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Acute Injuries: Shoulder Fractures and Acromioclavicular and Sternoclavicular Joint Injuries

Key Points

The most common cause of a proximal humerus fracture is a fall on outstretched hands from a standing position. Another mechanism of injury is excessive rotation while the arm is abducted. Although fracture of the proximal humerus significantly limits function of the upper extremity, careful neurovas cular examination of the entire upper extremity […]

Management-Operative Management

For axillary nerve injury resulting from penetrating trauma or iatrogenic causes, management is immediate repair. When axillary nerve injury results from causes other than penetrating trauma or surgery (i.e., those with closed trauma), surgery is indicated for symptomatic patients with no clinical or EMG/NCV evidence of recovery 3 to 6 months following injury.

The best […]

Evaluation-Physical Examination

The physical examination of athletes with axillary nerve injury should include evaluation for range of motion (passive and active) as well as strength (abduction, forward elevation, external rotation, and internal rotation). Patients with a chronic history of the problem may demonstrate atrophy or asymmetry of the deltoid muscle mass.

A neurovascular examination should be performed […]

Biomechanics

The most common mechanism of injury to the axillary nerve is closed trauma involving a traction injury to the shoulder,such as stretching of the nerve over the humeral head during an anterior shoulder dislocation. The incidence of axillary nerve injury has been reported to be between 19% and 55% following an anterior shoulder dislocation and […]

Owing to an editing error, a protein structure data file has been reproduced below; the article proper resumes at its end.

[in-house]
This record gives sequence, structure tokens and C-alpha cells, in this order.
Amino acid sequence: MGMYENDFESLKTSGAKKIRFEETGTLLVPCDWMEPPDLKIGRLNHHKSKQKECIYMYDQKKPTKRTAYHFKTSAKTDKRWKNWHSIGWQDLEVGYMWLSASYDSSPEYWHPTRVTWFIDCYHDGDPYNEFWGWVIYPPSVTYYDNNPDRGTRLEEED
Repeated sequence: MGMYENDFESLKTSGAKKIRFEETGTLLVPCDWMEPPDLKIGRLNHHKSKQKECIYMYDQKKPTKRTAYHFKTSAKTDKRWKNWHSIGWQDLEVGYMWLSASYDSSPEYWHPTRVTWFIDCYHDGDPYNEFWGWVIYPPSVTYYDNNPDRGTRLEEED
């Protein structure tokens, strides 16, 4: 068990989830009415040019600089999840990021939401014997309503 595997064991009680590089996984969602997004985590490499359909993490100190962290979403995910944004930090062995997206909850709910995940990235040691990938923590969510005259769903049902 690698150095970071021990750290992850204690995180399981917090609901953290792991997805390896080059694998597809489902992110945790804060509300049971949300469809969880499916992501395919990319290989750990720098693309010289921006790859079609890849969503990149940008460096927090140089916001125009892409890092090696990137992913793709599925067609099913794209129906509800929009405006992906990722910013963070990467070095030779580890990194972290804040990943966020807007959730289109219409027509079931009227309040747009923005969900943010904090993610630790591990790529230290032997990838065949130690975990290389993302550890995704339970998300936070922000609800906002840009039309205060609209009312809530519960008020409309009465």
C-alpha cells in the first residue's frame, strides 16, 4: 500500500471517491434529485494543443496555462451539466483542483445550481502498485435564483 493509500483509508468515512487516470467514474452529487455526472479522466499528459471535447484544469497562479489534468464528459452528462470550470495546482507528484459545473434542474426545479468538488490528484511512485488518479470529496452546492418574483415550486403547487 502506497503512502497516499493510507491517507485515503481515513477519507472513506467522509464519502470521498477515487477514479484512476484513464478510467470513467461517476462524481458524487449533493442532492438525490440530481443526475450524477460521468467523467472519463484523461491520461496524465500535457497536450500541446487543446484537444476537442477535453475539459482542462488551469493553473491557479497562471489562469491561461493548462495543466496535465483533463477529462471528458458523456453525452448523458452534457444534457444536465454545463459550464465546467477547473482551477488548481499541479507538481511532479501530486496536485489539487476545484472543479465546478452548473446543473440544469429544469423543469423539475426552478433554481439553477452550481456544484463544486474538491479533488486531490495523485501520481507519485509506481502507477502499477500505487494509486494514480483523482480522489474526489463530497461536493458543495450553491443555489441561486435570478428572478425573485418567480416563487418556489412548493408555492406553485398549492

Axillary Nerve Injury

Axillary nerve injuries generally are uncommon in sports and have been estimated to represent less than 1% of all nerve injuries. Most of the problems are associated with a trauma, such as an anterior shoulder dislocation or a combined brachial plexus injury.

Postoperative complications also have been reported. Another uncommon syndrome involves compression of the […]

Evaluation-imaging

Imaging techniques to help in the evaluation of suprascapular nerve injury include the standard radiographic shoulder series, including an AP radiograph in which the beam is directed caudally by 15 to 30 degrees. The suprascapular notch also may be seen on the Stryker notch view.

Although plain radiographs usually are nondiagnositic, they can be useful […]

Evaluation-Physical Examination

The physical examination findings of the athlete depend on the degree of nerve dysfunction and the chronicity of the injury. Athletes presenting early in the process often have an examination that is nonfocal and nonspecific. Patients with chronic problems will demonstrate wasting or atrophy of the involved muscles.

If the nerve is injured or entrapped […]

Suprascapular Nerve Injury

A subtle cause of shoulder pain and weakness involves compression or traction of the suprascapular nerve. Overhead and throwing athletes often are affected because of repetitive trauma (e.g., tennis players, baseball players, and weight lifters). Volleyball players are particularly affected, with one series reporting up to 45% of athletes having clinical and neurophysiological evidence of […]

Other Diagnostic Tools

Blood work, such as a complete blood count (CBC), erythrocyte sedimentation rate (ESR), C-reactive protein, and blood cultures, may be useful to confirm and to follow spinal infections. A rheumatological workup may be ordered if seronegative spondyloarthropathy, such as ankylosing spondylitis, is suspected.

The use of electrophysiological testing can confirm a clinical diagnosis, such as […]

Entrapment of the Ulnar Nerve (Ulnar Neuritis)

If the medial posterior aspect of the elbow is accidentally hit, pain can be felt radiating to the fourth and fifth fingers of the hand. The ulnar nerve runs along the medial edge of the elbow just behind the epicondyle to which the flexor muscles of the wrist are attached. In throwing or racket sports […]